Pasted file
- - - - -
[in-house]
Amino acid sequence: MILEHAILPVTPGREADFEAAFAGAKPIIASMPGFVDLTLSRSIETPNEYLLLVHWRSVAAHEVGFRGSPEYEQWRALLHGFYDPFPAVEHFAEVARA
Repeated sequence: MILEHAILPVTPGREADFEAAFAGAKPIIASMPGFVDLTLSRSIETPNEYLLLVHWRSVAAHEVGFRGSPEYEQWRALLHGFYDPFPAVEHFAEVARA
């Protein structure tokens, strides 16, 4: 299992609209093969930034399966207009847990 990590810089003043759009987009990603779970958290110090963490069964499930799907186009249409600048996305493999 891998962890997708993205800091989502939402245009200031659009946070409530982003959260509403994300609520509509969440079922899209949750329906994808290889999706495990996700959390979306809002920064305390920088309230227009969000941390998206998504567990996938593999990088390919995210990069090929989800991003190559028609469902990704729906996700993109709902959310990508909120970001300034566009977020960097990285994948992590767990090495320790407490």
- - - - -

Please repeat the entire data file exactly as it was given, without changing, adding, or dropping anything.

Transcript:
[in-house]
Amino acid sequence: MILEHAILPVTPGREADFEAAFAGAKPIIASMPGFVDLTLSRSIETPNEYLLLVHWRSVAAHEVGFRGSPEYEQWRALLHGFYDPFPAVEHFAEVARA
Repeated sequence: MILEHAILPVTPGREADFEAAFAGAKPIIASMPGFVDLTLSRSIETPNEYLLLVHWRSVAAHEVGFRGSPEYEQWRALLHGFYDPFPAVEHFAEVARA
């Protein structure tokens, strides 16, 4: 299992609209093969930034399966207009847990 990590810089003043759009987009990603779970958290110090963490069964499930799907186009249409600048996305493999 891998962890997708993205800091989502939402245009200031659009946070409530982003959260509403994300609520509509969440079922899209949750329906994808290889999706495990996700959390979306809002920064305390920088309230227009969000941390998206998504567990996938593999990088390919995210990069090929989800991003190559028609469902990704729906996700993109709902959310990508909120970001300034566009977020960097990285994948992590767990090495320790407490």